A traumatic experience at a first job. Caring for a parent in the final months of their life. The challenges going through the Quesnel public school system with autism.
This Saturday evening (April 27), the Chuck Mobley Theatre will feature each of those stories — and several more — in order to raise money for the breakfast programs in local schools. Our Tellings will feature 10 community members as they tell true, personal stories about their lives.
Dennis Hawkins-Bogle, the principal of Correlieu Secondary School, got the idea for Our Tellings after a friend of his put on a similar event in Vancouver.
He reached out to his contacts in the community — people he thought might have interesting stories to tell — and asked them to participate in the event.
The stories, which Hawkins-Bogle refers to as both heartfelt and powerful, are sometimes sad, and sometimes funny. Each story lasts 10 minutes, and there will be 10 speakers in total. There will be an intermission as well, between the sixth and seventh stories.
Wells resident Deborah McKay is one of the storytellers. A long-time friend of Hawkins-Bogle, McKay will be telling a story about her very first job.
When she was 16 years old, McKay moved from Edmonton, Alta., to Phoenix, Ariz. It was in Phoenix, in the age of President Nixon and his various scandals, that McKay went through an experience that made her believe her first job may well have been her last job.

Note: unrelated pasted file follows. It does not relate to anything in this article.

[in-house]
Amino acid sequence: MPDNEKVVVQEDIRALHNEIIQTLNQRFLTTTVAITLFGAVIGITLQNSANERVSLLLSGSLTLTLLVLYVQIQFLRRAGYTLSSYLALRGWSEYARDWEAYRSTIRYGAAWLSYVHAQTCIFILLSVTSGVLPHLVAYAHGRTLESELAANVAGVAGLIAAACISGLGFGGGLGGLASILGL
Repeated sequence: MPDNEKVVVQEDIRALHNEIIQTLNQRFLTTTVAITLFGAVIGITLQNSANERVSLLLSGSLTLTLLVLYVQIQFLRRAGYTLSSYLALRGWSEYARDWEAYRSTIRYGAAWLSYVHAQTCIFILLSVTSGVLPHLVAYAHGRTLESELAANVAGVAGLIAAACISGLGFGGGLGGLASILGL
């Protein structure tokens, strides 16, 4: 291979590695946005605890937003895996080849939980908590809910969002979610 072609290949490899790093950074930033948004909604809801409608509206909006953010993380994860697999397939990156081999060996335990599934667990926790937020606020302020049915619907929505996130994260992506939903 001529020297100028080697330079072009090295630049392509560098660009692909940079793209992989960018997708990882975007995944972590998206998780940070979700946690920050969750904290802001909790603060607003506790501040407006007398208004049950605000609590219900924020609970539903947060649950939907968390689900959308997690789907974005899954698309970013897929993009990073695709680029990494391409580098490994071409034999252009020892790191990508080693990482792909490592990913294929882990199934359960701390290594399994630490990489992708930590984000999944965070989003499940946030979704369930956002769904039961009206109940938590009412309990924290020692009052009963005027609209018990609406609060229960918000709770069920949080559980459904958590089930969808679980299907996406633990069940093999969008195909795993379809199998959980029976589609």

“Even though it sounds really serious, I mean, it’s pretty funny, what happened to me. Although it wasn’t funny at all at the time,” says McKay.
Hesitant to give too much away, she says, “My story is called Kentucky Fried Stick-Up, so that’s probably a bit of a clue.”
She adds: “Someday, I’m hoping to write a book — My Book of Jobs — because in almost every job I’ve had, something highly dramatic or traumatic has happened. Or violent or — yeah, it’s really strange.”
When Hawkins-Bogle reached out to her for a story, Kentucky Friend Stick-Up was the first story to jump to mind. “Can it be funny?” She’d asked him.
“Yeah, of course,” he’d replied.
Even so, when Hawkins-Bogle first read the story, he had to verify if it was really true.
“Every word of it [is true],” says McKay, who moved back to Canada just a few years after the incident.
You can hear McKay’s story — and several others — at Correlieu Secondary School’s Chuck Mobley Theatre on Saturday, April 27 at 7 p.m.
Admission is by donation, with all proceeds going to the breakfast programs throughout School District 28.